Wyatt, 5 years: “I like the battle with the wild hogs and how Martin gets his sword. I like the pictures.”
Cody, 4 years old: “I like the story. I like when Martin fights the hogs. I like that the dog was protecting the deer.”
There are no concerns with this book.
The story includes excellent vocabulary:
condone, character, virtue, impatient, delay, despair, trait, yield, sowing, sharecropper, route, lurking, bristly, resolve, grit, trod, retreat, barring, fate, impact, cinch, immense, marred, gnaw, awed, bouts, composure, encroach, combat, regroup, stance, one-on-one, fiend, gale, prevail, gouged, billow, canine, bravado, skedaddled, gored, shirk, hoist, abandoned, commence, trudge, heights, spire, plight, dire, slog, lopsided, cur, errant, weary, parched, plodded, bore, abate, distress, critique, incur, wrought, exquisitely, unsurpassed, wield
A good portion of the vocabulary in this story certainly conveys a medieval setting:
drawbridge, moat, armory, armor, knight, gauntlet, bludgeons, mace, halberds, lance partisan, long sword, backsword, claymore, tucks, gladius, broadsword, harpes, falchions, saber, pillage and plunder, quest, scabbard
Did you know?
- “The code of chivalry that developed in medieval Europe had its roots in earlier centuries. It arose in the Holy Roman Empire from the idealization of the cavalryman—involving military bravery, individual training, and service to others—especially in Francia, among horse soldiers in Charlemagne‘s cavalry.”
- “There was not an authentic Knights Code of Chivalry as such – it was a moral system which went beyond rules of combat and introduced the concept of Chivalrous conduct – qualities idealized by knighthood, such as bravery, courtesy, honor, and gallantry toward women. Knights should be brave and fearless in battle but would also exhibit cultured Knightly qualities showing themselves to be devout, loyal, courteous and generous.
What is your dream?
Martin’s story begins with a dream for the future. Write about your dream for the future?
- What virtues will you use to realize your dream?
- Who will advise and help you fulfill your dream?
- How do you think your dream will affect your life? Will it improve the life of anyone else?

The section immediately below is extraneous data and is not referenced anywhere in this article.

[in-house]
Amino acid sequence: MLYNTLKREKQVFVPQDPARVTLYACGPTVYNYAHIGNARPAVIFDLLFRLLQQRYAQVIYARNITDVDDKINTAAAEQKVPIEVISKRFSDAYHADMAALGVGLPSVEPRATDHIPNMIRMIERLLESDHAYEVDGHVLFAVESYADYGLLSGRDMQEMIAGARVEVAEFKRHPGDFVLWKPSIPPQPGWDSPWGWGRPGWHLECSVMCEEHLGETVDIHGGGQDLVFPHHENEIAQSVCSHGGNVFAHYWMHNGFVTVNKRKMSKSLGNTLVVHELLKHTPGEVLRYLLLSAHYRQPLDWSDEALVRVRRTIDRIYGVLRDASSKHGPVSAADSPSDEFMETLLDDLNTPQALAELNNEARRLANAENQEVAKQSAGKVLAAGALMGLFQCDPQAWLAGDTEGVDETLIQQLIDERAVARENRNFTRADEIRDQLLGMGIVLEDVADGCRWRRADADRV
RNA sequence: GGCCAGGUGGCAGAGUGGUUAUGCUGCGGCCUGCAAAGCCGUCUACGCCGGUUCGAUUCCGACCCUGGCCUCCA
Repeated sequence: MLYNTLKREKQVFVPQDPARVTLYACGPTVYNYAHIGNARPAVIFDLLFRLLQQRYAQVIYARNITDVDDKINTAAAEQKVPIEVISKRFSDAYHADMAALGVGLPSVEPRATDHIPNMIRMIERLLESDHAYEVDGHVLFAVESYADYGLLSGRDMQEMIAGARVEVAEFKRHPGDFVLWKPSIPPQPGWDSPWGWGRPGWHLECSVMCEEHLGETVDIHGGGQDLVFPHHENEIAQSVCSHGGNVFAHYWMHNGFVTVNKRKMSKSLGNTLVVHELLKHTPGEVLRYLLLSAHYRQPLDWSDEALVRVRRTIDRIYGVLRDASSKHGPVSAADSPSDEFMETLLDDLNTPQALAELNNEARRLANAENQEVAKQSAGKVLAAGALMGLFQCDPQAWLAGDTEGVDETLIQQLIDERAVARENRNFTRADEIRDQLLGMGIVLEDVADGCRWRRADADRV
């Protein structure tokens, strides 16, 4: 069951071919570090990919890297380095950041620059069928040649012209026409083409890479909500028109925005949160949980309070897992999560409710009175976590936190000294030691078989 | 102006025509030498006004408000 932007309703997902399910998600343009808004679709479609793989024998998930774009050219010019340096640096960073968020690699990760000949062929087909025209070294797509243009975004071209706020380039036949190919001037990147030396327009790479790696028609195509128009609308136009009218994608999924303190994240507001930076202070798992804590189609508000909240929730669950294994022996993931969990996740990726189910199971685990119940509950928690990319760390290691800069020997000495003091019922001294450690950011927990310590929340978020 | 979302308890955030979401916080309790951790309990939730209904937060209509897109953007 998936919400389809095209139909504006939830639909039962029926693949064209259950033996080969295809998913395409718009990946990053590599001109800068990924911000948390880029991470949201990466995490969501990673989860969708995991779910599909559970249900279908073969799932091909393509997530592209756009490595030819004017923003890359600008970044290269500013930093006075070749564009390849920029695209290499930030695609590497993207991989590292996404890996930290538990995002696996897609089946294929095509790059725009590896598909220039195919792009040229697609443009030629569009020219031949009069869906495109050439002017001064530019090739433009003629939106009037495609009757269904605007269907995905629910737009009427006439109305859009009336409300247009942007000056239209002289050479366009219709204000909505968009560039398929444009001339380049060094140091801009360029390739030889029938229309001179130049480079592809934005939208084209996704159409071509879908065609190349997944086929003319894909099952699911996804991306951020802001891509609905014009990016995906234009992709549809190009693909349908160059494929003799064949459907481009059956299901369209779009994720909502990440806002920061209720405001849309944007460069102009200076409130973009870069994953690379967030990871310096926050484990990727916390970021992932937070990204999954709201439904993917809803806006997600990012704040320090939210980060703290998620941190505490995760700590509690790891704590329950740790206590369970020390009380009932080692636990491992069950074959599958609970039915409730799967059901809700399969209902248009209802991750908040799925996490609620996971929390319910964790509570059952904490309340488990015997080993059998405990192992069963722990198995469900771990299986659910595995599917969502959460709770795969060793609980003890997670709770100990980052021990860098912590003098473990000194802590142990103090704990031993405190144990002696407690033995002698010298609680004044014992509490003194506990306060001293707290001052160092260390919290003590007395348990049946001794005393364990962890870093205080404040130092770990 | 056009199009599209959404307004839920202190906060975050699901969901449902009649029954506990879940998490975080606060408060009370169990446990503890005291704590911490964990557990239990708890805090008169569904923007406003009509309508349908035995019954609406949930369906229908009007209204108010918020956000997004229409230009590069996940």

- Find examples of rhyming words in the story.
- “It’s Rhyme Time! Three Dozen Lessons in Rhyme” is a site filled with ideas for elementary level children.
Read the other books in the Prince Martin Series
Patron Saints of Knights:
Michael the Archangel [feast day September 29]
St. James the Greater [feast day May 3]
“Six Saints Who Were Extremely Courageous Soldiers”:
St. Ignatius of Loyola
St. Joan of Arc
St. Francis of Assisi
St. Thomas Beckett
St. John the Apostle [the patron saint of loyalty] is undoubtedly an excellent of example and role model of what it means to be loyal. “John was the only one of the Twelve Apostles who did not forsake the Savior in the hour of His Passion. He stood faithfully at the cross when the Savior made him the guardian of His Mother.”
Staff and Sling:
Martin was armed with only a staff [which signifies power] and a sling. This brings to mind the story of David [1 Samuel 17: 40-50] who also used a staff and a sling.
- 17:40: “Then, staff in hand, David selected five smooth stones from the wadi and put them in the pocket of his shepherd’s bag. With his sling in hand, he approached the Philistine.”
A Father’s Hope:
When Martin approaches the castle he sees his father keeping watch for him because he never lost hope. He runs to his son, picks him up, and carries him back to the castle. This is reminiscent of the story of the Prodigal Son [Luke 15]